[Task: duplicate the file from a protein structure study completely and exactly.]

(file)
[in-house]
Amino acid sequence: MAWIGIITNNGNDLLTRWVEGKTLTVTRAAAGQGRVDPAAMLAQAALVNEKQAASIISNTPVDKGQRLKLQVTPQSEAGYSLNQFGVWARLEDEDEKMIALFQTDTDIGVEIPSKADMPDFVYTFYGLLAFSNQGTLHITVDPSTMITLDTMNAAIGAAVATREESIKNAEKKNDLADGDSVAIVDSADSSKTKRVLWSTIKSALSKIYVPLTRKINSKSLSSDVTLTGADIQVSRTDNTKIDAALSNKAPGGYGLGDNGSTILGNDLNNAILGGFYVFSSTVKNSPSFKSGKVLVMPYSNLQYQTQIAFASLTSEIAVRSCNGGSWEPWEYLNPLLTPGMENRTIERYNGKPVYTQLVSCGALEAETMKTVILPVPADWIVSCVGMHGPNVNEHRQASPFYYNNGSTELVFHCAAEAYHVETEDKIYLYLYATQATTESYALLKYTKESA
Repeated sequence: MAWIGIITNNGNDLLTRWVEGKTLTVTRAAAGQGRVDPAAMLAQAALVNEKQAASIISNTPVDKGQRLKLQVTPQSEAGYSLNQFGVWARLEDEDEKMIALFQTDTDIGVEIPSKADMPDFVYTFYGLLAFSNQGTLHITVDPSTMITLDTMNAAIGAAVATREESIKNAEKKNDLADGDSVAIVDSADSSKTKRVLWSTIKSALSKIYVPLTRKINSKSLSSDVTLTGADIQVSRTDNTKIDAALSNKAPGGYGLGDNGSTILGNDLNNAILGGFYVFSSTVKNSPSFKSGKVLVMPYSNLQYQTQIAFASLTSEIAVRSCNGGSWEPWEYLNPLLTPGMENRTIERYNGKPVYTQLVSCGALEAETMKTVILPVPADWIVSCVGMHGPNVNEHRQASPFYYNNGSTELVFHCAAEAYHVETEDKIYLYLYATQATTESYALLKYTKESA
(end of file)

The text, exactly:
[in-house]
Amino acid sequence: MAWIGIITNNGNDLLTRWVEGKTLTVTRAAAGQGRVDPAAMLAQAALVNEKQAASIISNTPVDKGQRLKLQVTPQSEAGYSLNQFGVWARLEDEDEKMIALFQTDTDIGVEIPSKADMPDFVYTFYGLLAFSNQGTLHITVDPSTMITLDTMNAAIGAAVATREESIKNAEKKNDLADGDSVAIVDSADSSKTKRVLWSTIKSALSKIYVPLTRKINSKSLSSDVTLTGADIQVSRTDNTKIDAALSNKAPGGYGLGDNGSTILGNDLNNAILGGFYVFSSTVKNSPSFKSGKVLVMPYSNLQYQTQIAFASLTSEIAVRSCNGGSWEPWEYLNPLLTPGMENRTIERYNGKPVYTQLVSCGALEAETMKTVILPVPADWIVSCVGMHGPNVNEHRQASPFYYNNGSTELVFHCAAEAYHVETEDKIYLYLYATQATTESYALLKYTKESA
Repeated sequence: MAWIGIITNNGNDLLTRWVEGKTLTVTRAAAGQGRVDPAAMLAQAALVNEKQAASIISNTPVDKGQRLKLQVTPQSEAGYSLNQFGVWARLEDEDEKMIALFQTDTDIGVEIPSKADMPDFVYTFYGLLAFSNQGTLHITVDPSTMITLDTMNAAIGAAVATREESIKNAEKKNDLADGDSVAIVDSADSSKTKRVLWSTIKSALSKIYVPLTRKINSKSLSSDVTLTGADIQVSRTDNTKIDAALSNKAPGGYGLGDNGSTILGNDLNNAILGGFYVFSSTVKNSPSFKSGKVLVMPYSNLQYQTQIAFASLTSEIAVRSCNGGSWEPWEYLNPLLTPGMENRTIERYNGKPVYTQLVSCGALEAETMKTVILPVPADWIVSCVGMHGPNVNEHRQASPFYYNNGSTELVFHCAAEAYHVETEDKIYLYLYATQATTESYALLKYTKESA